Michael Flatley's last hurrah with Lord of the Dance: Dangerous Games
"To be honest with you, every day is a bonus day now," says Michael Flatley. "It's just like one, very calm and relaxed victory lap right now."
Announcing that he was quitting the stage after two decades as the all-conquering Lord of the Dance, Flatley could be forgiven for feeling slightly nervous about what lies ahead. But as he prepared to for his final show at Wembley Arena on July 4, it seemed that the Chicago-born stepdancer couldn't wait to permanently hang up his tap shoes.
"I'm really enjoying myself right now," he adds, with a smile. "I'm also enjoying the audiences, and every moment of it all, and just being with this magnificent team of new dancers."
Having initially made his mark with Riverdance in 1994, Flatley then struck out on his own, debuting The Lord of the Dance at Dublin's Point Theatre in 1996. Since then, he hasn't looked back, regularly staging the original show and its various spin-offs including Feet of Flames and Celtic Tiger at venues all across the world. It will include Lord of the Dance: Dangerous Games in Wellington next month.
"I feel like I've accomplished everything that I set out to accomplish," he says. "I've done the things that I came here to do. Right now it's my honour to pass this onto the young dancers who are coming up in the future. That's really the only reason I'm still dancing now, to draw attention to them and to show them to the world, so that they can shine like the stars that I know they are."
But having previously returned to performing in 2010 after an extended absence of several years, he is determined that he won't make any more comebacks on this occasion. "I've had severe injuries in the past, and I've certainly had one major illness that kept me away from the stage for a few years, which was a very difficult time," says Flatley, who was admitted to hospital with a mysterious viral infection in 2006. "But right now is a completely different thing, as I'm actually in better health but there's only so much more that my body – especially my legs – can take."
Therefore Flatley won't be making an appearance when Dangerous Games, arrives in New Zealand. Describing it as "the latest iteration" of The Lord of the Dance, it sets the traditional folk tale against a dystopian, Hunger Games-esque backdrop. But despite the presence of tap-dancing robots and some eye-catching pyrotechnics, he promises that any stylistic overhaul hasn't been too radical.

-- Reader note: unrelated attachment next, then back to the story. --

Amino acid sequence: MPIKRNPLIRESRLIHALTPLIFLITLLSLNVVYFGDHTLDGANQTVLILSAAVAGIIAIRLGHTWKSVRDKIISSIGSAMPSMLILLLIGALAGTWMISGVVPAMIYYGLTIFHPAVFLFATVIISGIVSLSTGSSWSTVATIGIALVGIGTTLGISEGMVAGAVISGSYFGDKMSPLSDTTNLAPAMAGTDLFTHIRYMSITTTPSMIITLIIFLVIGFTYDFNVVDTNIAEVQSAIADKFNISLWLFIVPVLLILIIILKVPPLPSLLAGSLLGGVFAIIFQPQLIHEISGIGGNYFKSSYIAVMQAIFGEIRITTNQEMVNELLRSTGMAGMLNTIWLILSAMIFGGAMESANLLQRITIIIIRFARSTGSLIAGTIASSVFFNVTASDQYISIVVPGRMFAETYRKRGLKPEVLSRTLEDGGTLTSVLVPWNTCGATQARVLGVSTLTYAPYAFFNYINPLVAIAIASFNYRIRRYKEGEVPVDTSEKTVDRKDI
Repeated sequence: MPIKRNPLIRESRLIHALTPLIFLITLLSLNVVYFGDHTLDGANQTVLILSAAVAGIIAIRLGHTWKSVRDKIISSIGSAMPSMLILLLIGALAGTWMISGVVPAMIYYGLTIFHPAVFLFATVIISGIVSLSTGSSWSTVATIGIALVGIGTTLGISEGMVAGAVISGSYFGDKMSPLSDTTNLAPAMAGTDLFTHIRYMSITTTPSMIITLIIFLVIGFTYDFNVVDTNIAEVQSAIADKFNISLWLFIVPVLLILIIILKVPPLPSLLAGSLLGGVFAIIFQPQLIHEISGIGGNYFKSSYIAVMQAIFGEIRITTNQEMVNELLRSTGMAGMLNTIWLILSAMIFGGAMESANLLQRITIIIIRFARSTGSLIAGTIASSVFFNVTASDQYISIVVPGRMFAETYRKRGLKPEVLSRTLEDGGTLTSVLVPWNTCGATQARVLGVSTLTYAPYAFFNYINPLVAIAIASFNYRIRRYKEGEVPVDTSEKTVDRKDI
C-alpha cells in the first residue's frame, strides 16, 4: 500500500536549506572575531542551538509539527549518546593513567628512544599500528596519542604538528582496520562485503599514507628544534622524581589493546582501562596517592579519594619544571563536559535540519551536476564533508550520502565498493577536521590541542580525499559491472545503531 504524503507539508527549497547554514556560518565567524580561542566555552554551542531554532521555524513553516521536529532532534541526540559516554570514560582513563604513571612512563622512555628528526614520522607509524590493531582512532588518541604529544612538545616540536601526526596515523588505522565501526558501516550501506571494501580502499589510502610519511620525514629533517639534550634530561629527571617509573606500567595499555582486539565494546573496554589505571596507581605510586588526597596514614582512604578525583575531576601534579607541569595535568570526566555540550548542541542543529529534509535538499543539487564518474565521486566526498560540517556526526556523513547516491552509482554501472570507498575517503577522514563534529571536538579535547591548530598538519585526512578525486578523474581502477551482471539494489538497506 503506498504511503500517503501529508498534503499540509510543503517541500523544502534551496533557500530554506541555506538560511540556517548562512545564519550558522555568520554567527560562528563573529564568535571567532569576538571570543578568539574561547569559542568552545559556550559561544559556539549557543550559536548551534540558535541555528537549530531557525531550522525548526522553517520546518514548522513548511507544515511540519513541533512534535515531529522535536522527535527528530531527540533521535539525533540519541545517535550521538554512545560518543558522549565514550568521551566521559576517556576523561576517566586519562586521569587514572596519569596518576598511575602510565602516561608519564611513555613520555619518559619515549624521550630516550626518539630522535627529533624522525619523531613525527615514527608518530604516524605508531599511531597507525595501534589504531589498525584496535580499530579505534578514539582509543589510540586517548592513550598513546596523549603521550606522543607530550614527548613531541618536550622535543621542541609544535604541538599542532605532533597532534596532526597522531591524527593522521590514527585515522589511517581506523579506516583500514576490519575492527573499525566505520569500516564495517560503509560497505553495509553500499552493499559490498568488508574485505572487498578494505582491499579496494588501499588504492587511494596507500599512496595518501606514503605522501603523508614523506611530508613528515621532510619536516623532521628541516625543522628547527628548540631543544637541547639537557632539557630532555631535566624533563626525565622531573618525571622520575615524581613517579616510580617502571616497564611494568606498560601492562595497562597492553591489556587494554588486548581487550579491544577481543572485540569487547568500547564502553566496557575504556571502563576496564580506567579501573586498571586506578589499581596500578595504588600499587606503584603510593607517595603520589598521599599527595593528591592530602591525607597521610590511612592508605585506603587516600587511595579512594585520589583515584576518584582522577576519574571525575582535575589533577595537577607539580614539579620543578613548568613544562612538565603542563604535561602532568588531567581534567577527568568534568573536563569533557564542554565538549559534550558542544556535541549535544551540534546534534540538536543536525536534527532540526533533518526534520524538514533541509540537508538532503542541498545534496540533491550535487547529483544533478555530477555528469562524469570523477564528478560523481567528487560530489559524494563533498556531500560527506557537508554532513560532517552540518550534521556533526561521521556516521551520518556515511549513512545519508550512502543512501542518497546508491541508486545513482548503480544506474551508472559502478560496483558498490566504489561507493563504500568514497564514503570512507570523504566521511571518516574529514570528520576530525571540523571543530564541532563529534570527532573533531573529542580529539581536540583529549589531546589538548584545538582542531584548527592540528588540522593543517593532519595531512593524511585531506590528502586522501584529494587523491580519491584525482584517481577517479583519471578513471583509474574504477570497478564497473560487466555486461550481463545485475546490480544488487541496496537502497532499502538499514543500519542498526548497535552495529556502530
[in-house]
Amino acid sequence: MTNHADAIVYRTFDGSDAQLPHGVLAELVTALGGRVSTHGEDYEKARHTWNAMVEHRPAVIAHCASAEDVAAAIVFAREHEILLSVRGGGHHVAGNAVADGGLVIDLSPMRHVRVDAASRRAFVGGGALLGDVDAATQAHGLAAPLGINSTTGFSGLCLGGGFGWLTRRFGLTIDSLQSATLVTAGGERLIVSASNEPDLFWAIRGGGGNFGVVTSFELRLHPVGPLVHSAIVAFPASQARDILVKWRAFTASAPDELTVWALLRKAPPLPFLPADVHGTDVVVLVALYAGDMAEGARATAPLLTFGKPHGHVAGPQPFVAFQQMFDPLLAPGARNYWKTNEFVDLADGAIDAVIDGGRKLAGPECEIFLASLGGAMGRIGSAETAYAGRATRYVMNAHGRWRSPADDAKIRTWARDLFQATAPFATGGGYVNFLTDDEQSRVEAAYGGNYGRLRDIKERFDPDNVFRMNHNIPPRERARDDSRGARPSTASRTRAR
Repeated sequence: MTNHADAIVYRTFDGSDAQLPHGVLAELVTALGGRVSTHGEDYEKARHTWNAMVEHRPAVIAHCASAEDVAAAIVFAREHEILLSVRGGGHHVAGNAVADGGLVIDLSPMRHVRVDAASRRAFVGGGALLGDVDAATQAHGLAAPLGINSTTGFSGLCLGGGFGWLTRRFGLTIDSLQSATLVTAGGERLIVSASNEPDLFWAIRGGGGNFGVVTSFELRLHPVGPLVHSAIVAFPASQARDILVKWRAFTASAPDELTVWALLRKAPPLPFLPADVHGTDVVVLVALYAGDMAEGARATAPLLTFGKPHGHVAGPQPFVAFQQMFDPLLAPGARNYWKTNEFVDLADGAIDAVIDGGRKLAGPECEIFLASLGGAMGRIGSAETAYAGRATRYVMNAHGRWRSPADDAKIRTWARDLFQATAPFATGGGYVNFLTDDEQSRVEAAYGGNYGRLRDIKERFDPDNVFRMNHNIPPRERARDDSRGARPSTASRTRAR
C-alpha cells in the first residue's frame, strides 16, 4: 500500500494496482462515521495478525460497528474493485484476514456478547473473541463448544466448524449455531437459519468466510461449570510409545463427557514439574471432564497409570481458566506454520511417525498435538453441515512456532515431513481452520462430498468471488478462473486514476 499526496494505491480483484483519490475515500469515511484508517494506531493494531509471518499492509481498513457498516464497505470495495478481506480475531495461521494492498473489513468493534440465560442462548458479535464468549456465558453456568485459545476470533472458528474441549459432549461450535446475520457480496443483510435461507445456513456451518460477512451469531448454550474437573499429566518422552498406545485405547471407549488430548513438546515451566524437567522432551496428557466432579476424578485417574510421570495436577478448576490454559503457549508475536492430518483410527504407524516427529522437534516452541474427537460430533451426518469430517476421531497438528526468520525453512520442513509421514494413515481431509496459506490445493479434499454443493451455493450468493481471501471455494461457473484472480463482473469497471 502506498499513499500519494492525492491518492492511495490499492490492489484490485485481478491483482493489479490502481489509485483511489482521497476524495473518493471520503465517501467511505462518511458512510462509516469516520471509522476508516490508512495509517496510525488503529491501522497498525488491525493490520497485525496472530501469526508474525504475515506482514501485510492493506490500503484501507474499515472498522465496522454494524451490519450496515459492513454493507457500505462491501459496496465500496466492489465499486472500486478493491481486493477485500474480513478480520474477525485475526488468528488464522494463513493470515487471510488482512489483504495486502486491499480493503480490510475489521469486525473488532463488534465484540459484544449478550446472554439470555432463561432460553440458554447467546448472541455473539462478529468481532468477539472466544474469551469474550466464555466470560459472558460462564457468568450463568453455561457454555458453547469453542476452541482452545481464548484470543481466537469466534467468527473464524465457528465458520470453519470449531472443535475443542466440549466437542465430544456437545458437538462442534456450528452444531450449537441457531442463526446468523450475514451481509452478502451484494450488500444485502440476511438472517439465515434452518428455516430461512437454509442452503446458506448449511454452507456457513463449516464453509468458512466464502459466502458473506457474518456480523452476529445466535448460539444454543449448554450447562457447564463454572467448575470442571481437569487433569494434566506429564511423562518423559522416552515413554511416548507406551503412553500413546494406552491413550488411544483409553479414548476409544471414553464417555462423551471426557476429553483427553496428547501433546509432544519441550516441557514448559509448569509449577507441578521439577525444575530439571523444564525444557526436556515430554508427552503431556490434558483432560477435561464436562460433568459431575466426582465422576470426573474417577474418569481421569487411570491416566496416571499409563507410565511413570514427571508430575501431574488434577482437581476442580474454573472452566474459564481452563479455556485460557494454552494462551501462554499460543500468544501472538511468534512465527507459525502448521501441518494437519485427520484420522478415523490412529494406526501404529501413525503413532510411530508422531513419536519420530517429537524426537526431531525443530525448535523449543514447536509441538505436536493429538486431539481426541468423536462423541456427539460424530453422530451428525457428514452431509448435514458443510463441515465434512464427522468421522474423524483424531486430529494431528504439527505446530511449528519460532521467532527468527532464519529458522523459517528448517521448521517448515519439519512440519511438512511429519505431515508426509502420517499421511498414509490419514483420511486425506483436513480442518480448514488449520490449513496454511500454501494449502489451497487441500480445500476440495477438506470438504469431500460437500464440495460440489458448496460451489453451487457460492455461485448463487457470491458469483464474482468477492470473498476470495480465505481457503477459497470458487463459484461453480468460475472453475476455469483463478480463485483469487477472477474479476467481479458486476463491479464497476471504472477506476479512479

"What I always try and do is to build the best show that I possibly can," says Flatley, who has enthusiastically utilised cutting edge video technology to create an evocative environment for the performers to dance in.
"It's a great gift to have all these wonderful new tools and I've really learnt quite a bit doing this. Hopefully the end result is still impressive and, certainly, the audiences seem to share that opinion, as the show gets a great response every night everywhere we go. I feel like we've got the greatest team of dancers in the world, so it's really interesting for me to put them into a show like this where I can really amplify what it is they're doing and show it in a new and exciting way."
Having limited his own appearances to a brief handful over the past 12 months and with up to three different troupes touring internationally at the same time, Flatley believes that the company will have no problem maintaining momentum after his imminent departure. "The Lord of the Dance is a timeless story," he says. "There are also other brilliant dance companies and some modern dance companies that have done The Lord of the Dance storyline in their own form of dance." According to Flatley, Dangerous Games doesn't revolve around any one person. "The Lord of the Dance is one of the key roles, but the Dark Lord is equally intriguing, as are the young ladies like Saoirse and the temptress Morrighan, while the Little Spirit is probably the biggest starring role," he continues. "She's really the star of the show because it's all about the Little Spirit's dream, so the whole show is based around her."
And as he prepares to hand the baton onto his various young proteges, such as his new Manchester-born Lord of the Dance James Keegan, he knows that Dangerous Games is in safe hands. "James is an exceptionally talented young man, who was going to be a professional footballer before he chose dance instead," says Flatley, whose company is drawn not just from Ireland but also from all nationalities.
"We've had terrific dancers from Poland, Asia, Holland, Canada and all over America, and not to mention Australia and New Zealand. They come from everywhere, and it keeps growing every day with new people coming from all sorts of places. This is a global dance form, and there's waiting list to get into the show, which is certainly a big change from back when I first started this."
Although he insists that "there have been too many highlights to mention," as he prepares to dance away into the sunset, Flatley believes that fostering developing dancers has given him the greatest satisfaction. "It doesn't really get any better than being able to bring young talent through the door, seeing them shining and letting them enjoy the standing ovations before becoming stars themselves," he says.
"That's why I started this whole thing, to give dancers the work and to show people that dance could be the star attraction. That's always been the most exciting thing for me, and it will now take on a whole life of its own. Whether I'm alive or dead, whether I'm here or gone, this will now continue, which was my whole goal in the beginning."
Lord of the Dance: Dangerous Games is at Wellington's St James Theatre, August 25-30